The Rev. Dr. Frederick Haynes, pastor of Friendship-West Baptist Church, a 12,000+ congregation in Dallas, Texas, urges believers to combat voting suppression efforts occurring throughout the nation
As the U.S. observed Black History Month, African Americans contributions were saluted on a daily basis. Although March is here, Rev. Dr. Frederick Douglass Haynes believes that it’s our mission to continue to focus on the accomplishments of people of color.
Internationally known as the visionary pastor of the 12,000-member Friendship-West Baptist Church in Dallas, Texas, Haynes aims to keep Black achievements at the forefront of nation’s conscious, particularly in the area of voting rights.
The hard-fought battles during the mid-20th century to secure the vote for Black people are in danger of being rolled back. Stringent laws passed by state legislatures in many Southern states are making it more difficult for ethnic and economic minorities to cast a ballot.
But, Haynes is determined to fight against these new measures by educating African Americans about the importance of voter registration with the goal of compelling believers to act. Describing his mission as an extension of his call to preach, he’s taking “the ministry from the sanctuary to the streets to the political suites. It’s all encompassing.”
Maintaining the right to vote is especially important in light of the mid-term elections, which will occur in the U.S. in late 2022 and early 2023. If Black people do not vote or are prevented from voting, Haynes said Congressional seats and judicial appointments would be affected.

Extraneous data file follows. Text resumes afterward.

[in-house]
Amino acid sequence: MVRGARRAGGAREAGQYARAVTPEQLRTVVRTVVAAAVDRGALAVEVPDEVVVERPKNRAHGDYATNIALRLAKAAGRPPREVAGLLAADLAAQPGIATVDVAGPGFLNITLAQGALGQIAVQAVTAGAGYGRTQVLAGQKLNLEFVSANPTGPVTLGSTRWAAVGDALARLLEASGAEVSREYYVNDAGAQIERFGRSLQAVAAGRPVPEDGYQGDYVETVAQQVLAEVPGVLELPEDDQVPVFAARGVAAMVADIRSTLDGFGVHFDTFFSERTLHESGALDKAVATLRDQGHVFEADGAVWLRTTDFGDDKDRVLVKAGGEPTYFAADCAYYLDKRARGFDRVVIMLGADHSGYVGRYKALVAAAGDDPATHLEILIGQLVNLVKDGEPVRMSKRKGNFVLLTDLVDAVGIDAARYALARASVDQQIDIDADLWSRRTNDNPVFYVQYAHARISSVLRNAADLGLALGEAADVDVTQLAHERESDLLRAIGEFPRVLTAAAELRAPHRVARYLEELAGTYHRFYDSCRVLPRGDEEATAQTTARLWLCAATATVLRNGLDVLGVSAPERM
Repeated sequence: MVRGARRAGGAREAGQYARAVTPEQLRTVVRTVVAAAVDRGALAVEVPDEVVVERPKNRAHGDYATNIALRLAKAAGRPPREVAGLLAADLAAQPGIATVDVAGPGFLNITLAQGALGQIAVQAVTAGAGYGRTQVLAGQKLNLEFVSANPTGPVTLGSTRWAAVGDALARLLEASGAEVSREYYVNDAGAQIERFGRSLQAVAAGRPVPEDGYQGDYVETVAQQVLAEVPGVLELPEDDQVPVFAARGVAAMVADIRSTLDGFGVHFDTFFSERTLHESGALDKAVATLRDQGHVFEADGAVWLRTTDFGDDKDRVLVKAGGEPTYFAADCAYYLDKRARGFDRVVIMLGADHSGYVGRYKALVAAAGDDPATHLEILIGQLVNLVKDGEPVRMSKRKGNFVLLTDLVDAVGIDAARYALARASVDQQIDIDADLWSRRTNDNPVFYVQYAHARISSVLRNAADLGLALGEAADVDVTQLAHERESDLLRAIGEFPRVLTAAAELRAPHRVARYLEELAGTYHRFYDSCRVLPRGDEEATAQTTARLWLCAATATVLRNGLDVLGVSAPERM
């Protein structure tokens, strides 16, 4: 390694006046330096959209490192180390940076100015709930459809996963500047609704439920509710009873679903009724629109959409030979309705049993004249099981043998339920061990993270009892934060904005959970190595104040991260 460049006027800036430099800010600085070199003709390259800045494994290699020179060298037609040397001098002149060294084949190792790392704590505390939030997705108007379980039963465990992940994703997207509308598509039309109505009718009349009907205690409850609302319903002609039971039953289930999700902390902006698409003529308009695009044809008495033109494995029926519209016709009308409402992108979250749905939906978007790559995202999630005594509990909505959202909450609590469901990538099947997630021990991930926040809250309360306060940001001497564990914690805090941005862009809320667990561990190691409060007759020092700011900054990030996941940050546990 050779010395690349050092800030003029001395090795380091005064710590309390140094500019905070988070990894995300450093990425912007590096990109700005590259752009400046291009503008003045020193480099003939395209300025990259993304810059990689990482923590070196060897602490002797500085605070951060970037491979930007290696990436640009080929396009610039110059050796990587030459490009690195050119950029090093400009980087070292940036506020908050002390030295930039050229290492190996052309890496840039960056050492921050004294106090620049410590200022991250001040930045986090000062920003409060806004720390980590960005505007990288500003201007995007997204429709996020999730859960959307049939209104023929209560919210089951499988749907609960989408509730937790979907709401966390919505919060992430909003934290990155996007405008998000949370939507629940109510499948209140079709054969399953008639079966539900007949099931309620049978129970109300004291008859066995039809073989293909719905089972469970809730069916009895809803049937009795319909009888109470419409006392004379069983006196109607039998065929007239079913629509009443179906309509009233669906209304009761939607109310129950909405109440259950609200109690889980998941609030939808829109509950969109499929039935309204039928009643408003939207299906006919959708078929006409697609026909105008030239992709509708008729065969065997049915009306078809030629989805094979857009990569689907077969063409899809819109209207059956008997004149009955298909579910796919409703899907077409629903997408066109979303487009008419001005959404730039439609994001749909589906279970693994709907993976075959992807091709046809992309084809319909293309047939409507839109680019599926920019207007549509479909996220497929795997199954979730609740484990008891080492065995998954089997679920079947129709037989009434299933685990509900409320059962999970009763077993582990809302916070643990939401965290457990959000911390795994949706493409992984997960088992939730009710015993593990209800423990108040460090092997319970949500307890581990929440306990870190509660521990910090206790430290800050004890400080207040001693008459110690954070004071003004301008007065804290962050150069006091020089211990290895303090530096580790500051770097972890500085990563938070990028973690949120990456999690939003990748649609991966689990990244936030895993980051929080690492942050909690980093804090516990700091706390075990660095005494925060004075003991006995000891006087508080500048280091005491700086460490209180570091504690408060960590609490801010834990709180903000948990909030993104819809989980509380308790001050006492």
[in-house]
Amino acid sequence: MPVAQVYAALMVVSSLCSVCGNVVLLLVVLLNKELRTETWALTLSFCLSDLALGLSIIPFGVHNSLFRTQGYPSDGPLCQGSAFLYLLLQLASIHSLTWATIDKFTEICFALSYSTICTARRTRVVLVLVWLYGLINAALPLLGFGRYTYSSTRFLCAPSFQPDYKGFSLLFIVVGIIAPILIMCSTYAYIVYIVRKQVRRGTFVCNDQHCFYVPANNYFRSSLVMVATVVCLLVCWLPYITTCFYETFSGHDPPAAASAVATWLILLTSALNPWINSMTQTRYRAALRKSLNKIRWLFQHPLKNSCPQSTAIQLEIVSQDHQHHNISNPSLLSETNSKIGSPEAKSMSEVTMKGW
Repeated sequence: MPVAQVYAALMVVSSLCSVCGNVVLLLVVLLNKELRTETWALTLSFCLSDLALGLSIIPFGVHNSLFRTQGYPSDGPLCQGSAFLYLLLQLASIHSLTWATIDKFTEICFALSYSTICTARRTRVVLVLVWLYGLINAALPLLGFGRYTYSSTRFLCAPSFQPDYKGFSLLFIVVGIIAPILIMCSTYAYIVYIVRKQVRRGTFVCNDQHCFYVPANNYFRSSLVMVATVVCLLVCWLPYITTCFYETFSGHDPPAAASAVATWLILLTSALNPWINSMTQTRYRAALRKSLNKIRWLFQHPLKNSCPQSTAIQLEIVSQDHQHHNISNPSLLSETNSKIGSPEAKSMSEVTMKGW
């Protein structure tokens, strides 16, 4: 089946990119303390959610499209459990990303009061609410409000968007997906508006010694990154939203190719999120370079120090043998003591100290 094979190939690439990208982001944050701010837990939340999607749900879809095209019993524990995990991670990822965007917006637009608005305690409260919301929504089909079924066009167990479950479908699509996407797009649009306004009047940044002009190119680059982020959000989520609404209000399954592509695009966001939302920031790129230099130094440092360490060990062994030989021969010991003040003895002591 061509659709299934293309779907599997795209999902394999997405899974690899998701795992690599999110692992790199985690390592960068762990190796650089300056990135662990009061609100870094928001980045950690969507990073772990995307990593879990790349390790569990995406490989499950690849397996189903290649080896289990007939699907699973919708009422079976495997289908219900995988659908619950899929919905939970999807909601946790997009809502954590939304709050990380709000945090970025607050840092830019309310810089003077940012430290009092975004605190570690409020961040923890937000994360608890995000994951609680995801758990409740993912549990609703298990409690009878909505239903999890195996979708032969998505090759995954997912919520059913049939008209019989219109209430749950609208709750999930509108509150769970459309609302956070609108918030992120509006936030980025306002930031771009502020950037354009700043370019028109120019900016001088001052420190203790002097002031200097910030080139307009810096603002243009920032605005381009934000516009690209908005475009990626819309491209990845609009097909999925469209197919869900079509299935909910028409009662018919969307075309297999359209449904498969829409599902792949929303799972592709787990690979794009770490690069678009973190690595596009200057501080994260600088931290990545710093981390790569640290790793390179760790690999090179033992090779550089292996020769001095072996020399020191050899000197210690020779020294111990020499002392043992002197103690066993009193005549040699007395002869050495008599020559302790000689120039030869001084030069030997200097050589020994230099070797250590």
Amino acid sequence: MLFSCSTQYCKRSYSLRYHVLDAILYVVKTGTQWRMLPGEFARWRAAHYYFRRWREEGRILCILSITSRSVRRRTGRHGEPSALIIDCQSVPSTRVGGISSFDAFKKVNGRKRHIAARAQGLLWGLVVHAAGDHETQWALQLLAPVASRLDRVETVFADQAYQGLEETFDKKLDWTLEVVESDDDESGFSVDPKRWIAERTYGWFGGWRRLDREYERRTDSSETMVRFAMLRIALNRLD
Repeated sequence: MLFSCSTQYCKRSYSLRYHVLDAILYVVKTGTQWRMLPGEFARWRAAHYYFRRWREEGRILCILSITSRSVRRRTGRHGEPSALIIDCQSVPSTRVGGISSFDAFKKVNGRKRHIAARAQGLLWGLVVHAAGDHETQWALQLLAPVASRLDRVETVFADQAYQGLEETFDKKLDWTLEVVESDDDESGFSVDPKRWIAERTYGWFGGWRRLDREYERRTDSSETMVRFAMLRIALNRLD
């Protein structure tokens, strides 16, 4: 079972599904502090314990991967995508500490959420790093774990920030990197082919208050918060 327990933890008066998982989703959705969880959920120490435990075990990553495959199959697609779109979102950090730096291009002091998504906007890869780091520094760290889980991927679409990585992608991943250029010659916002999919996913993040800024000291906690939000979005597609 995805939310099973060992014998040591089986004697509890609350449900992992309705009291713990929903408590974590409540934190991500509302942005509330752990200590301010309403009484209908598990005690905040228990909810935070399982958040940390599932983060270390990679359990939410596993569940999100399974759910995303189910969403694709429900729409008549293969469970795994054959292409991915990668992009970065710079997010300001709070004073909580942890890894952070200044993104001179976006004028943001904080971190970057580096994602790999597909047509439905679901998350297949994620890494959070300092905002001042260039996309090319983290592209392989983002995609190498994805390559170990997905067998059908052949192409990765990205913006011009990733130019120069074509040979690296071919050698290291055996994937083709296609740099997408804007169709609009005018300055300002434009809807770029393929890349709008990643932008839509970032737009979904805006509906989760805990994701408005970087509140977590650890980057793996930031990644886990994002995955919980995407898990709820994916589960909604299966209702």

“The midterm election could result in the disenfranchisement of Black voters and it will show up next year in the number of Democratic Congressional representatives. Also, judicial appointments and Supreme Court appointments can be blocked by the same people who engage in voting suppression tactics,” explained the pastor.
“Not only do we have states like Texas putting up barriers to voting, but you also have states not making it easier to vote. Until we make voting as easy as possible for everyone, what happens in Texas can have an impact in California. If they will lie in Texas, they’ll spread the lie in California,” insisted Haynes; referring to the falsehood promoted by right-wing Republicans that former President Donald Trump won the 2020 election.
To help stop the lie, Haynes recommended instructing the electorate about everything connected to the issue of voting. And the teaching must begin immediately.
“We literally have to use this time to self-educate ourselves – not just about the issues, but how democracy works, and in terms of the power of the vote. We have to make [voting education] a part of our churches, fraternities, sororities and organizations,” he said.
“We have to incorporate the study of government back into all that we do, so that we are teaching truth as opposed to allowing ignorance to order our steps. We must do everything in our power to not just engage in voting registration, but also in voting education.”
And to those who argue for a separation between church affairs and worldly issues, Haynes cited Psalms 24:1. It reads, “The earth is the Lord’s and the fullness thereof; the world, and they that dwell therein.” (KJV)
Stressing that everything “belongs to God,” the senior pastor responded, “My faith never divorces my religion from my reality or my politics from piety or the social from the spiritual. They all go together. I have a responsibility to speak to the whole of our experience. Jesus was not only in the sanctuary, He was in the streets.”
Haynes will take his voting education message to the streets as well, beyond sanctuaries to cities and towns around the nation. In fact, he considers his role as expanding the commemoration of Black History Month beyond February and he invites all African Americans to join him in the effort.
“It’s very important that we not settle for celebrating history, but be inspired to make history. I think it’s very important to study that we are the descendants of brilliant, amazing game changers that bring flavor and soul to everything in the world itself and that this country has become,” he noted.
“But, let’s make a commitment to make history. We owe it to not only our heritage, but to our future. We need to make the future brighter and better. We have a responsibility to make a difference and to make an impact!”